Despite the health and economic burden of AFib, no state has a public health program specifically dedicated to educating or supporting patients with AFib. State-level public health programs generally include AFib as a part of stroke and heart disease prevention efforts, rather than focusing on the specific risks and consequences of AFib, the report says.
"Just as patients need to comprehensively manage their AFib, health leaders need to develop and implement comprehensive programs that address the impact of AFib in their home states," said Bill Frist, MD, former U.S. Senate Majority Leader and policy advisor for AF Stat.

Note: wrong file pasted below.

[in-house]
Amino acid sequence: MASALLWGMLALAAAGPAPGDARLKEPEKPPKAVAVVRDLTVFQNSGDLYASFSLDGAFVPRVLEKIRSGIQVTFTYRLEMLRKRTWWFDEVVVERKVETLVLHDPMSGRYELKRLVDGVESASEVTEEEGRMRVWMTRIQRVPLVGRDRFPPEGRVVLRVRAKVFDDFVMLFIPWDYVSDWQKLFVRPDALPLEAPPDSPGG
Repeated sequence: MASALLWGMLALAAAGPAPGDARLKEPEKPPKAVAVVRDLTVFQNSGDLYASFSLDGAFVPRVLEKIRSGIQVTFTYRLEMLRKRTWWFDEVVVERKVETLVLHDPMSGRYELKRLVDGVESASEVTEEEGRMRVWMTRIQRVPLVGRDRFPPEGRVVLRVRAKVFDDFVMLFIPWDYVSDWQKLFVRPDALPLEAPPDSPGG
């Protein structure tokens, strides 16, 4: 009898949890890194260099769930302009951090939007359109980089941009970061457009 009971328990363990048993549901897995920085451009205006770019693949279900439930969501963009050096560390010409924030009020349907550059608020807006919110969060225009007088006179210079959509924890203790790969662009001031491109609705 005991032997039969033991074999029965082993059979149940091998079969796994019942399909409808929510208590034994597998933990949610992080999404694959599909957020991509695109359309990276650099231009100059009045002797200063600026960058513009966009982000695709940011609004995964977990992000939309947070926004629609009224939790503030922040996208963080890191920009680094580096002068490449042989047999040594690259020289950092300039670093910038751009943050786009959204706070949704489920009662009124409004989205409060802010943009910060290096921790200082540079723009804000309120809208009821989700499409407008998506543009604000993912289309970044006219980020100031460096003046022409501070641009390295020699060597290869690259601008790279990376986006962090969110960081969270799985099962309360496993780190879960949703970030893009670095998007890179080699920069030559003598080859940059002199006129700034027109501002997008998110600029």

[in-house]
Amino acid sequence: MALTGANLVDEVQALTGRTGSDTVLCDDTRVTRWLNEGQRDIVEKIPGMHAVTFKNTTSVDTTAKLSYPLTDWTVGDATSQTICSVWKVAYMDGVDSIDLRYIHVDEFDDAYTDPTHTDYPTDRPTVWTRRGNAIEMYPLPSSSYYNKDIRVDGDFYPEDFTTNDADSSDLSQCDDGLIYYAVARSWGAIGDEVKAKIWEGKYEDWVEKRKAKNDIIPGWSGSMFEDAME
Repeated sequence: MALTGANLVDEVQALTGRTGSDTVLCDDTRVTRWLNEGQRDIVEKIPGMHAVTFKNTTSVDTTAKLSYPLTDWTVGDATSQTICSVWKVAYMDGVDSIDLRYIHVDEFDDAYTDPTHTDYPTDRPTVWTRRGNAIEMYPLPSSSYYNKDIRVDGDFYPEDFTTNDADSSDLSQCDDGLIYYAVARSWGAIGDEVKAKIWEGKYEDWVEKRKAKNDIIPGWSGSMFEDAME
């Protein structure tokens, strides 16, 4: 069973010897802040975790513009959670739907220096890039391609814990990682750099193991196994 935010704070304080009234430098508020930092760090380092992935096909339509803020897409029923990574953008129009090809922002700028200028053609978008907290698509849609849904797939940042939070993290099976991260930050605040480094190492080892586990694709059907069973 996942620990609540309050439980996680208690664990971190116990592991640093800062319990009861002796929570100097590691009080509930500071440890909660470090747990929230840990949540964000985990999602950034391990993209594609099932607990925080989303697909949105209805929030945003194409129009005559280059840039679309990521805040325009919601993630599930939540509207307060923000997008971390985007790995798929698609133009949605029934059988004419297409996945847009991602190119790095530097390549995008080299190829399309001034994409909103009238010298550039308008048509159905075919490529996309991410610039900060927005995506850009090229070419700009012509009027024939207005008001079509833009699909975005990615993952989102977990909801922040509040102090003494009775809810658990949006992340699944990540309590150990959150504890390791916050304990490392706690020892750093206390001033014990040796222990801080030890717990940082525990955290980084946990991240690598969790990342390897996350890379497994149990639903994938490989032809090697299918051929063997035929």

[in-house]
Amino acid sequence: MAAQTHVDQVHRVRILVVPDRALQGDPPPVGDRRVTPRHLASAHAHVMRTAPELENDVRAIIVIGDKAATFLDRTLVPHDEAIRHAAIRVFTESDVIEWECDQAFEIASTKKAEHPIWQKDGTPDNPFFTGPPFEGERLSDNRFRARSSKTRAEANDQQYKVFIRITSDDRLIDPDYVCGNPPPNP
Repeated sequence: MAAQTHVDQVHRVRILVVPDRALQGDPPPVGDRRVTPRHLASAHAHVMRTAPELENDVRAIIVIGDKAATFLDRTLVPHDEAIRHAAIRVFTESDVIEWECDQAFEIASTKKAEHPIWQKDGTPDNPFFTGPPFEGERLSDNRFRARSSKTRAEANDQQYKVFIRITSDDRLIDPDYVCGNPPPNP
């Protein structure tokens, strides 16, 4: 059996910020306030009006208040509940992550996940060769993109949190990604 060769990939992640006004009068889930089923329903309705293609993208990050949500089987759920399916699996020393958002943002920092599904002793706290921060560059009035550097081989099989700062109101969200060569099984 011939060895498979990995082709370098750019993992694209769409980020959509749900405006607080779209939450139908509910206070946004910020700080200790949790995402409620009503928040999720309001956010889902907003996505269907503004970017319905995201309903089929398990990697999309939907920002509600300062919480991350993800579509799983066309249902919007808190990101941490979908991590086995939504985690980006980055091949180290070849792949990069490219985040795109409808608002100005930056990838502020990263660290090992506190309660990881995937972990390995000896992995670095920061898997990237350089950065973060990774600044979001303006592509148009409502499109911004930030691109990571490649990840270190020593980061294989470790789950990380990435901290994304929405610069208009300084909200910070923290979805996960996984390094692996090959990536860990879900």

Frist said there is an incorrect assumption at the state level that Medicare will absorb much of the costs associated with AFib. "Individual states feel AFib's impact on their residents' health, productivity, and quality of life. Local hospitals and providers often assume the burden of repeated hospitalizations and care for AFib patients. As health leaders work to lower the costs of expensive chronic diseases, AFib must be a part of the discussion," Frist said.
Connecticut is the state with the highest percentage (8.8) of Medicare recipients who have used healthcare services because of AFib. Hawaii is the state with the least (3.3%).
The research was financed by drugmaker Sanofi-Aventis U.S., LLC.